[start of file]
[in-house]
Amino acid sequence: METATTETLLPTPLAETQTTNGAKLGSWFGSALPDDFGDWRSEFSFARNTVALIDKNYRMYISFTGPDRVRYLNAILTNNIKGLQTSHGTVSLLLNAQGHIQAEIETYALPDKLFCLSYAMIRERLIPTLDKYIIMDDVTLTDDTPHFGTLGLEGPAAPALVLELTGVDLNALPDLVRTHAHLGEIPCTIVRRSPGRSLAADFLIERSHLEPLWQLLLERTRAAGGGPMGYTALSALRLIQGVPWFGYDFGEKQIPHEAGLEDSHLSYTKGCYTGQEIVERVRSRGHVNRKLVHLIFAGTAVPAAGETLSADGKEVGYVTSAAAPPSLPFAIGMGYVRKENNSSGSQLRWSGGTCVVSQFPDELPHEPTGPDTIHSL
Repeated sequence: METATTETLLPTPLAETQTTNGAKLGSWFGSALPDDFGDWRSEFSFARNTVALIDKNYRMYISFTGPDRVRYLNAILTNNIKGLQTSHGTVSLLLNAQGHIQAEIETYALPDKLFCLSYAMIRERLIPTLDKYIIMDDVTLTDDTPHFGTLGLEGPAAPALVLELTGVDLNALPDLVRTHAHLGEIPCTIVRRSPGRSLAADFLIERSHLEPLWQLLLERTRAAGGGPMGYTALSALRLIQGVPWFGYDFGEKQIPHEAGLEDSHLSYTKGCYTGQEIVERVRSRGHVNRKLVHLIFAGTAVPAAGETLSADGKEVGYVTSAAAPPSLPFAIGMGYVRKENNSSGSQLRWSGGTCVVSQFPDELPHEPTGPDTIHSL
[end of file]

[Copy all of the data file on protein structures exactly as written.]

[in-house]
Amino acid sequence: METATTETLLPTPLAETQTTNGAKLGSWFGSALPDDFGDWRSEFSFARNTVALIDKNYRMYISFTGPDRVRYLNAILTNNIKGLQTSHGTVSLLLNAQGHIQAEIETYALPDKLFCLSYAMIRERLIPTLDKYIIMDDVTLTDDTPHFGTLGLEGPAAPALVLELTGVDLNALPDLVRTHAHLGEIPCTIVRRSPGRSLAADFLIERSHLEPLWQLLLERTRAAGGGPMGYTALSALRLIQGVPWFGYDFGEKQIPHEAGLEDSHLSYTKGCYTGQEIVERVRSRGHVNRKLVHLIFAGTAVPAAGETLSADGKEVGYVTSAAAPPSLPFAIGMGYVRKENNSSGSQLRWSGGTCVVSQFPDELPHEPTGPDTIHSL
Repeated sequence: METATTETLLPTPLAETQTTNGAKLGSWFGSALPDDFGDWRSEFSFARNTVALIDKNYRMYISFTGPDRVRYLNAILTNNIKGLQTSHGTVSLLLNAQGHIQAEIETYALPDKLFCLSYAMIRERLIPTLDKYIIMDDVTLTDDTPHFGTLGLEGPAAPALVLELTGVDLNALPDLVRTHAHLGEIPCTIVRRSPGRSLAADFLIERSHLEPLWQLLLERTRAAGGGPMGYTALSALRLIQGVPWFGYDFGEKQIPHEAGLEDSHLSYTKGCYTGQEIVERVRSRGHVNRKLVHLIFAGTAVPAAGETLSADGKEVGYVTSAAAPPSLPFAIGMGYVRKENNSSGSQLRWSGGTCVVSQFPDELPHEPTGPDTIHSL